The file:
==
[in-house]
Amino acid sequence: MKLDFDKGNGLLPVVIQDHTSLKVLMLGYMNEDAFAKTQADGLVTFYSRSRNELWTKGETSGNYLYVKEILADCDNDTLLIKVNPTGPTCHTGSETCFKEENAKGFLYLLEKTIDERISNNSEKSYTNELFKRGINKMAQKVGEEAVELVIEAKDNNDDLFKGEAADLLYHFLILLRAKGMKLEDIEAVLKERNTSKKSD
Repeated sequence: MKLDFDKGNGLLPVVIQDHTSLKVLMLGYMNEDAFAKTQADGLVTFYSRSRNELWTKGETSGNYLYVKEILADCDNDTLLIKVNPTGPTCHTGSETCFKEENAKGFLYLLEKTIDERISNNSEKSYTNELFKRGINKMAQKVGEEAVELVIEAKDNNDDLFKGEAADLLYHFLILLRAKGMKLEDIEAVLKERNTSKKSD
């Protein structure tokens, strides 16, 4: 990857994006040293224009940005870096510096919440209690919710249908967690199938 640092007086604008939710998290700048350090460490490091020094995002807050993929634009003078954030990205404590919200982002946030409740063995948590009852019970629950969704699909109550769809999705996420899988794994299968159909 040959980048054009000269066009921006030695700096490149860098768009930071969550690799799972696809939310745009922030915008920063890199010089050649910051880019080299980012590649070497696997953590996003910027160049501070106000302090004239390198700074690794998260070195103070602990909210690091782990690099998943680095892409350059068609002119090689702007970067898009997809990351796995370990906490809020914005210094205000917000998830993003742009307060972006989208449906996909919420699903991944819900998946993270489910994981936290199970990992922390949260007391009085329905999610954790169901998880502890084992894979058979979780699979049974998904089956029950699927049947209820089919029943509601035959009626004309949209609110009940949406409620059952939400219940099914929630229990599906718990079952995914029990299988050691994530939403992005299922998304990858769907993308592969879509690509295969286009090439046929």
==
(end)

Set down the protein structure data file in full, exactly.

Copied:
[in-house]
Amino acid sequence: MKLDFDKGNGLLPVVIQDHTSLKVLMLGYMNEDAFAKTQADGLVTFYSRSRNELWTKGETSGNYLYVKEILADCDNDTLLIKVNPTGPTCHTGSETCFKEENAKGFLYLLEKTIDERISNNSEKSYTNELFKRGINKMAQKVGEEAVELVIEAKDNNDDLFKGEAADLLYHFLILLRAKGMKLEDIEAVLKERNTSKKSD
Repeated sequence: MKLDFDKGNGLLPVVIQDHTSLKVLMLGYMNEDAFAKTQADGLVTFYSRSRNELWTKGETSGNYLYVKEILADCDNDTLLIKVNPTGPTCHTGSETCFKEENAKGFLYLLEKTIDERISNNSEKSYTNELFKRGINKMAQKVGEEAVELVIEAKDNNDDLFKGEAADLLYHFLILLRAKGMKLEDIEAVLKERNTSKKSD
């Protein structure tokens, strides 16, 4: 990857994006040293224009940005870096510096919440209690919710249908967690199938 640092007086604008939710998290700048350090460490490091020094995002807050993929634009003078954030990205404590919200982002946030409740063995948590009852019970629950969704699909109550769809999705996420899988794994299968159909 040959980048054009000269066009921006030695700096490149860098768009930071969550690799799972696809939310745009922030915008920063890199010089050649910051880019080299980012590649070497696997953590996003910027160049501070106000302090004239390198700074690794998260070195103070602990909210690091782990690099998943680095892409350059068609002119090689702007970067898009997809990351796995370990906490809020914005210094205000917000998830993003742009307060972006989208449906996909919420699903991944819900998946993270489910994981936290199970990992922390949260007391009085329905999610954790169901998880502890084992894979058979979780699979049974998904089956029950699927049947209820089919029943509601035959009626004309949209609110009940949406409620059952939400219940099914929630229990599906718990079952995914029990299988050691994530939403992005299922998304990858769907993308592969879509690509295969286009090439046929």